It is important to remember that Jesus had come to Jerusalem with a single objective in mind. He was on His way to the cross, to give His life as a ransom for the sins of mankind. He was to be the sacrificial lamb who, as John the Baptist had stated, “takes away the sin of the world” (John 1:29 ESV). We can only imagine the anger Jesus must have felt at the spectacle He witnessed. The priests, scribes, Pharisees, and Sadducees had turned the sacrificial system of God into a farce. It had become nothing more than a ritualistic, holiday-like scene where the grace and mercy of God had been crowded out and long forgotten.

But Jesus had come to change all that. He came to give His life as a payment for man’s sins. And unlike the sacrifices that took place in the temple, His death would be a one-time, and once for-all-time sacrifice.

He has no need, like those high priests, to offer sacrifices daily, first for his own sins and then for those of the people, since he did this once for all when he offered up himself. – Hebrews 7:27 ESV

…so also Christ died once for all time as a sacrifice to take away the sins of many people. – Hebrews 9:28 NLT

What an amazing contrast. Here was the sinless Lamb of God having to cleanse the house of God, because the people of God had defiled it once again with their very presence. The place where atonement was to be found had become a spēlaion or hiding place for thieves, idolaters, liars, the immoral, and the ungodly. They felt no conviction for their sins. Instead, they viewed themselves as right with God. But they were sorely mistaken.

Earlier in this same chapter, Luke recorded how Jesus was impacted when He saw the city of Jerusalem as He made His way from the Mount of Olives.

“How I wish today that you of all people would understand the way to peace. But now it is too late, and peace is hidden from your eyes. Before long your enemies will build ramparts against your walls and encircle you and close in on you from every side. They will crush you into the ground, and your children with you. Your enemies will not leave a single stone in place, because you did not recognize it when God visited you.” – Luke 19:42-44 NLT

Jesus was prophesying the future destruction of Jerusalem, when on August 10, 70 A.D., the Romans would quell a Jewish revolt by putting the city to the torch and destroying the temple. Jesus would later predict the devastating nature of this event, letting His disciples know that the destruction of the temple would be complete.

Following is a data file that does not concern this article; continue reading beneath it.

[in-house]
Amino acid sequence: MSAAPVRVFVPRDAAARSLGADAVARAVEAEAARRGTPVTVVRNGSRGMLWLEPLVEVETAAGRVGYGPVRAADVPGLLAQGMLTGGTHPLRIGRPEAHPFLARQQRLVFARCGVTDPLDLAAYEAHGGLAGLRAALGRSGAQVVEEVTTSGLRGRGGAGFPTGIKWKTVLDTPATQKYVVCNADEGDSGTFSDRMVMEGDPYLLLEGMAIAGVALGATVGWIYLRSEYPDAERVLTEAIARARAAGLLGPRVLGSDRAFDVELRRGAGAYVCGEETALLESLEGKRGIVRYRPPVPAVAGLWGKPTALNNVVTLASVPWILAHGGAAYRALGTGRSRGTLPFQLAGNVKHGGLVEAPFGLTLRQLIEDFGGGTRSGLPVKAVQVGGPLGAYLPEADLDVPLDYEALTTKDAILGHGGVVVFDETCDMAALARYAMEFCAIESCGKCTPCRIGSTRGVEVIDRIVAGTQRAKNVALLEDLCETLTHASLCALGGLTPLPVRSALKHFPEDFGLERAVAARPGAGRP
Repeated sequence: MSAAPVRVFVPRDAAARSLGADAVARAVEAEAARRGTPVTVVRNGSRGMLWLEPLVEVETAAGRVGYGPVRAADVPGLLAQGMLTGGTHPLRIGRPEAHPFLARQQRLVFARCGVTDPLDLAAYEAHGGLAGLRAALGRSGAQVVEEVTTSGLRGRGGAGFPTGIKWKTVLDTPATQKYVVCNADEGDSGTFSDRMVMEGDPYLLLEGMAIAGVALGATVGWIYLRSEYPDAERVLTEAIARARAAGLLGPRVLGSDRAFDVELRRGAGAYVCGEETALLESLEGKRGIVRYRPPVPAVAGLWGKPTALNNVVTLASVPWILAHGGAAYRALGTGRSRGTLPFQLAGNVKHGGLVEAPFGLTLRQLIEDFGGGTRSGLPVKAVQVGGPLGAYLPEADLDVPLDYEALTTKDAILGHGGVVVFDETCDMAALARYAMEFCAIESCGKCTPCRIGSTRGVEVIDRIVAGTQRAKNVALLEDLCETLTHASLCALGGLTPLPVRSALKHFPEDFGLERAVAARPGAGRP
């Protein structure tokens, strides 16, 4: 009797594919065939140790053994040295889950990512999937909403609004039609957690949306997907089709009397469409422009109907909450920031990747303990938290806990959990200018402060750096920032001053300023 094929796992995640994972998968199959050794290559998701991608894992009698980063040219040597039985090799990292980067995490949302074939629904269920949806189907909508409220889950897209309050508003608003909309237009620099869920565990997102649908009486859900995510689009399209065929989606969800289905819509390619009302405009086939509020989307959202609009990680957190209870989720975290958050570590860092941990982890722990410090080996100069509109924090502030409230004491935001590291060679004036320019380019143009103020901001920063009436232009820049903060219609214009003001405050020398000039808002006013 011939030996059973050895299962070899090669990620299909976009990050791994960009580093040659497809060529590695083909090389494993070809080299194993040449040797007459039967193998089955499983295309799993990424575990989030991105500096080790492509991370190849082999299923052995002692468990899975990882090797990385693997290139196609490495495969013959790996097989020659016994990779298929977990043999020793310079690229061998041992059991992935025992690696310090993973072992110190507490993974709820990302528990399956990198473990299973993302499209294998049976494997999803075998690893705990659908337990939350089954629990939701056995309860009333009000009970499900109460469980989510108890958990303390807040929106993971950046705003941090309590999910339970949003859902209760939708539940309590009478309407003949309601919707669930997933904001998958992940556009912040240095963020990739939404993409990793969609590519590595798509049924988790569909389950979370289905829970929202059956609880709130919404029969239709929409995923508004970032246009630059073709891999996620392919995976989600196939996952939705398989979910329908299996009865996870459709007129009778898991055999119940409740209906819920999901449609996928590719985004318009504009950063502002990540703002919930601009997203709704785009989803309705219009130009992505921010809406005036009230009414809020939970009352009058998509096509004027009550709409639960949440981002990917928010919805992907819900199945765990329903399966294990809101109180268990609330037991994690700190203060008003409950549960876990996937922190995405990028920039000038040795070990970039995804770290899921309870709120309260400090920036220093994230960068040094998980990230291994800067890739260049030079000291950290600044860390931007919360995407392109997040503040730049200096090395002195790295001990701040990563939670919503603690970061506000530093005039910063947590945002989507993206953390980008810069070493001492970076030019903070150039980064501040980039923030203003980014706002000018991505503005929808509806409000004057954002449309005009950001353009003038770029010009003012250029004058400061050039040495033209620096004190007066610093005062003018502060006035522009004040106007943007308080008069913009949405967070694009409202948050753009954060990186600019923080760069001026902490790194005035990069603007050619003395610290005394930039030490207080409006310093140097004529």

“Do you see all these buildings? I tell you the truth, they will be completely demolished. Not one stone will be left on top of another!” – Matthew 24:2 NLT

The people of Israel were not interested in a Savior. They viewed themselves as the chosen people of God and, therefore, protected by His hand. As long as they had the temple and the sacrificial system, they were safe. Or so they thought. They had long ago forgotten that the temple was to be a place of prayer, but a specific kind of prayer. Solomon, in his prayer of dedication of the temple, had been very specific about the kind of prayer that was to be prayed.

“…if they pray toward this place and acknowledge your name and turn from their sin, when you afflict them, then hear in heaven and forgive the sin of your servants, your people Israel…” – 1 Kings 8:35-36 ESV

But the people of Israel remained unrepentant. Even now, with the Messiah standing in their midst, they would refuse to accept Him as their Savior. Yet, Jesus would go through with His God-ordained mission to provide a permanent solution for man’s sin problem. He would die. Not in spite of their sin, but because of it. And His death would do what no other sacrifice could: Provide sinful men with a means by which they could be restored to a right relationship with God.

English Standard Version (ESV) The Holy Bible, English Standard Version. ESV® Permanent Text Edition® (2016). Copyright © 2001 by Crossway Bibles, a publishing ministry of Good News Publishers.

New Living Translation (NLT) Holy Bible, New Living Translation, copyright © 1996, 2004, 2015 by Tyndale House Foundation. Used by permission of Tyndale House Publishers Inc., Carol Stream, Illinois 60188. All rights reserved.

The Message (MSG)Copyright © 1993, 1994, 1995, 1996, 2000, 2001, 2002 by Eugene H. Peterson